There are football players who just seem to have a quarterback’s name.
Arjun Lothe falls into this category, though Indian Creek’s left-handed signal-caller appears to have the ability to go with it.
And the desire to showcase it is, well, next-level — for good reason.
Lothe, a senior who transferred from Center Grove prior to the 2021-22 school year, was buried on the depth chart last season and took part in only two games.
He will be behind center Friday night when the Braves host Batesville.
“His football IQ is off the charts. Arjun has a 4.4 GPA, so that’s No. 1 with me,” first-year Indian Creek coach Casey Gillin said. “The second thing is, the kid is a leader. He’s very positive and not afraid to speak up.
“The last thing is his ability. Arjun is accurate, throws with velocity and his touch is very good.”
Lothe, who stands a rangy 6-foot-4 and weighs 175 pounds, completed 3 of 4 passes for 56 yards and a score at the end of last season’s 29-7 loss to Triton Central.
Statistically speaking, that was it, though he also appeared against Brown County.
Watching games unfold while standing on the sideline rather than being on the field wasn’t easy for Lothe, but he approaches the experience positively.
“It made me better, and taught me to just keep fighting,” Lothe said. “Around November or December, coach Gillin took the job and it was just so comfortable. A lot of coaches would say something and that’s that. Coach Gillin will explain why it’s going to make you better.
“You ask him a question, and he’ll answer and just keep going and going. One of my strengths is accuracy, but I’m still working on the tightness of the spiral, arm extension and using your hips to drive the ball.”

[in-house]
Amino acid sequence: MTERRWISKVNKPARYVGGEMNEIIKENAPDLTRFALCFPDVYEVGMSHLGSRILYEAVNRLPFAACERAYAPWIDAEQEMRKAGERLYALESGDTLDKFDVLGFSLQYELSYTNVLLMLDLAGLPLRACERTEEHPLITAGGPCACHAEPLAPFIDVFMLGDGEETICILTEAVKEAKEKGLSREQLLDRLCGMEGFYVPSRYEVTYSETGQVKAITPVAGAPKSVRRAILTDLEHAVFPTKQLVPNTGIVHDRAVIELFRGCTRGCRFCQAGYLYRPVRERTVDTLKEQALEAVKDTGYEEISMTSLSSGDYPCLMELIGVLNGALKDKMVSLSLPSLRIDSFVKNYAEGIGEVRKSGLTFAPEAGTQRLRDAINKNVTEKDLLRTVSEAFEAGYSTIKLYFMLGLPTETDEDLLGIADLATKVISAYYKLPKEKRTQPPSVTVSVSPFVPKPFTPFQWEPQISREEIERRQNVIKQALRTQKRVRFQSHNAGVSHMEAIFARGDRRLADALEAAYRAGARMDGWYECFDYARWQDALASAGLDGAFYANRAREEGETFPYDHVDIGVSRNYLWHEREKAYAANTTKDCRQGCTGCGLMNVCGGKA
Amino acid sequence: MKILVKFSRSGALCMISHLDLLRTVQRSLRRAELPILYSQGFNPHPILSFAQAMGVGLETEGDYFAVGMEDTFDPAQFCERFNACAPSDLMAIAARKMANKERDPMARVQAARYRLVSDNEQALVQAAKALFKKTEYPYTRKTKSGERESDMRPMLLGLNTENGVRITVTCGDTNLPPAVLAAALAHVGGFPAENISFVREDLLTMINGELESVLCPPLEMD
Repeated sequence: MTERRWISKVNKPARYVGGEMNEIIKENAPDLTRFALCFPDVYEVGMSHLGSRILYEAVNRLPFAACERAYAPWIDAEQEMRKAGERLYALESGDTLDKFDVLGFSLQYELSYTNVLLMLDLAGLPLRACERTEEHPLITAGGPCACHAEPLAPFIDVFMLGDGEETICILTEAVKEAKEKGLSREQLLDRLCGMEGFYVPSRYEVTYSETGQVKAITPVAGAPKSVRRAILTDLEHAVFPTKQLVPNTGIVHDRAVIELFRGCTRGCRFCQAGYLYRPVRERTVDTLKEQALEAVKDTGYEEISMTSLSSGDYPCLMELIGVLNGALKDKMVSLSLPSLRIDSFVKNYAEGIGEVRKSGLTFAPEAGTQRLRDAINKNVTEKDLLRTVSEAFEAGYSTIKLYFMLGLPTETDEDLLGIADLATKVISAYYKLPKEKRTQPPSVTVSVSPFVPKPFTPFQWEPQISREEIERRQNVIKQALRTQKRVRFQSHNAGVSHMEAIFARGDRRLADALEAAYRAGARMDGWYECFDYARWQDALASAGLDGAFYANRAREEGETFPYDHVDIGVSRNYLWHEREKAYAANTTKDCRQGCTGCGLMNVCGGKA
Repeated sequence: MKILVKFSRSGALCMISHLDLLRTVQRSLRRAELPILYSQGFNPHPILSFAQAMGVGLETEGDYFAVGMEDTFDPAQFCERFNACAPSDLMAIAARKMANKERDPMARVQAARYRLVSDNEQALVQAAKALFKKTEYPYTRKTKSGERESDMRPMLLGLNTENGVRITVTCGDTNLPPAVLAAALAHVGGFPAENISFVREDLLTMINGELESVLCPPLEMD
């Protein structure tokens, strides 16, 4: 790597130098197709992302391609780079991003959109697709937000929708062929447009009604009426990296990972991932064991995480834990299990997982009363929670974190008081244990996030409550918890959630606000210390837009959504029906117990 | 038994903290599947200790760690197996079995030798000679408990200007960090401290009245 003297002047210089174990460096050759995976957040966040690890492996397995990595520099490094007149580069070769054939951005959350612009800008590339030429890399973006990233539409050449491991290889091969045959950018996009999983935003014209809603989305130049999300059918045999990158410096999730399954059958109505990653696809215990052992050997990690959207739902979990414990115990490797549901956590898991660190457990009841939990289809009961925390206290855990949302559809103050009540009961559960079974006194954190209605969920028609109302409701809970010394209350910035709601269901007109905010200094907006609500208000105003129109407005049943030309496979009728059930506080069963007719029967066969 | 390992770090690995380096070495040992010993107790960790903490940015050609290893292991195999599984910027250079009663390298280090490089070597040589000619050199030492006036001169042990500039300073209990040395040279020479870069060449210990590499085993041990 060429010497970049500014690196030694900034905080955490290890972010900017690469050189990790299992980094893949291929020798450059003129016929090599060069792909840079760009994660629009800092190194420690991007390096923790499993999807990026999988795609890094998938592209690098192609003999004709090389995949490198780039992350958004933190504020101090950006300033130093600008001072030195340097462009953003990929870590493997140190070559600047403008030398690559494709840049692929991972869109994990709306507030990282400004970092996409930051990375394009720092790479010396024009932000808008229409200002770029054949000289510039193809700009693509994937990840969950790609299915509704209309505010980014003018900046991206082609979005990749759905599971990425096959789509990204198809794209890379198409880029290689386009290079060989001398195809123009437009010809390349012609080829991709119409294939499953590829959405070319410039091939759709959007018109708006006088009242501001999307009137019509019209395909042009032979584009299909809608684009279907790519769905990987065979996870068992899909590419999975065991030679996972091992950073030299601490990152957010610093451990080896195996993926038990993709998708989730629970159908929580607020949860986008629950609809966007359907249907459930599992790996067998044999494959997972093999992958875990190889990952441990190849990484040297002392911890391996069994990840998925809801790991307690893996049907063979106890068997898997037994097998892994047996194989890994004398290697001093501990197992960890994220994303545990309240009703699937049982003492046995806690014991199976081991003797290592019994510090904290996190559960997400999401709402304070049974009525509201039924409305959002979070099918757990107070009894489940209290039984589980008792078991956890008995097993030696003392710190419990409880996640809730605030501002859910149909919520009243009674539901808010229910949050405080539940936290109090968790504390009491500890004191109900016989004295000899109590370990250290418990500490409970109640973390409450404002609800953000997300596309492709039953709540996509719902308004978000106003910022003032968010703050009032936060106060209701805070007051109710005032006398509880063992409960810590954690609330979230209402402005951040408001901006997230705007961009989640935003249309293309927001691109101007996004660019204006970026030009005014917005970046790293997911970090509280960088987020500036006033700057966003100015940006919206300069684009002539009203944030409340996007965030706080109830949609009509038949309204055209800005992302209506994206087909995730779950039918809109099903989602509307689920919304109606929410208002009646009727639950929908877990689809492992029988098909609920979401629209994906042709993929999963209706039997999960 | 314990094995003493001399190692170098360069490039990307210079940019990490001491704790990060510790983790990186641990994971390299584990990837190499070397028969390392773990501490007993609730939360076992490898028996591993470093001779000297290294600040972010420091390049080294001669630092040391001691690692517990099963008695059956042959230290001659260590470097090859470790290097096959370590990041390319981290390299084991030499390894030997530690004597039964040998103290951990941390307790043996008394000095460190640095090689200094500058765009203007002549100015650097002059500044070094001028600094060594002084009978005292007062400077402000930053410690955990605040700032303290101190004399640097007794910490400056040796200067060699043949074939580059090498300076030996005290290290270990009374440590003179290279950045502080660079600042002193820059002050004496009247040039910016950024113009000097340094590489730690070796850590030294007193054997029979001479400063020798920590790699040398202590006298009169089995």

Like any good leader, Lothe appreciates those teammates who’ll break huddles with him. That group includes the starting offensive line of left tackle Logan Porter, left guard Tyrus Wolf (or Chance White), center Ethan Thacker, right guard Daniel Foster and right tackle Wyatt Reason.
“Our O-line is phenomenal,” Lothe said. “All these guys definitely know what they’re doing and are the heart of the offense.”
Among the players expected to emerge as top targets for Lothe are seniors Gerson Coroa and Jackson Heaston, junior Lance Butler, sophomore Levi Pappas and freshman Jaxon Ramey.
Gillin, the 12th football coach in Indian Creek history, played as a QB for his father, Mike, who coached the Braves from 2001-16 and is the school’s all-time leader in victories (140).
Lessons learned from his old man include the importance of being a people person.
“This is going to sound soft, but this team needed some love,” Casey Gillin said. “Somebody who was going to be there, and a coaching staff that was going to be there. They needed to see structure and have someone there to care for them.
“The rest of it sort of falls in place after that. The strength of this team, simply put, is attitude. They’re ready.”
Aug. 19;Batesville;7 p.m.
Aug. 26; at Greenwood;7 p.m.
Sept. 2;at Owen Valley;7 p.m.
Sept. 9;Brown County;7 p.m.
Sept. 16;at Triton Central;7 p.m.
Sept. 23;at Edgewood;7 p.m.
Sept. 30;Brownstown Central;7 p.m.
Oct. 7;Sullivan;7:30 p.m.
Oct. 14;at Northview;7 p.m.
SCOUTING THE BRAVES
Coach: Casey Gillin
Last season: 3-8, lost to Danville in second round of Class 3A sectional
Key returnees: OL/DL Daniel Foster and OL/DL Wyatt Reason, seniors; WR/DB Lance Butler, LB Hunter Eader, OL/DL Logan Porter, RB/DB Jalen Sauer and LB Kohlton Scoggan, juniors; RB/DB Malachi Mink, sophomore
Top newcomers: WR/DB Gerson Caroa, QB Arjun Lothe, OL/DL Ethan Thacker and LB Matt Ward, seniors; OL/DL Larry Hicks and LB Garrett Johnson, juniors
Outlook: Indian Creek alum Gillin returns to his alma mater seeking wins in an entirely different role than when he was the Braves’ record-setting quarterback two decades ago. The 2021 campaign featured three victories and two different head coaches as Indian Creek, previously over .500 in 20 straight seasons, sputtered to a 3-8 record. Eight of the 11 members of the current coaching staff either played or coached at Indian Creek, including Gillin, a 2003 graduate whose 8,806 career passing yards rank 16th all-time in Indiana.
“It’s not just me,” Gillin said. “We’ve got guys coming out of the woodwork that played at Indian Creek. I think it’s real important because the players see how much we want to win, and how much passion we have for the school.”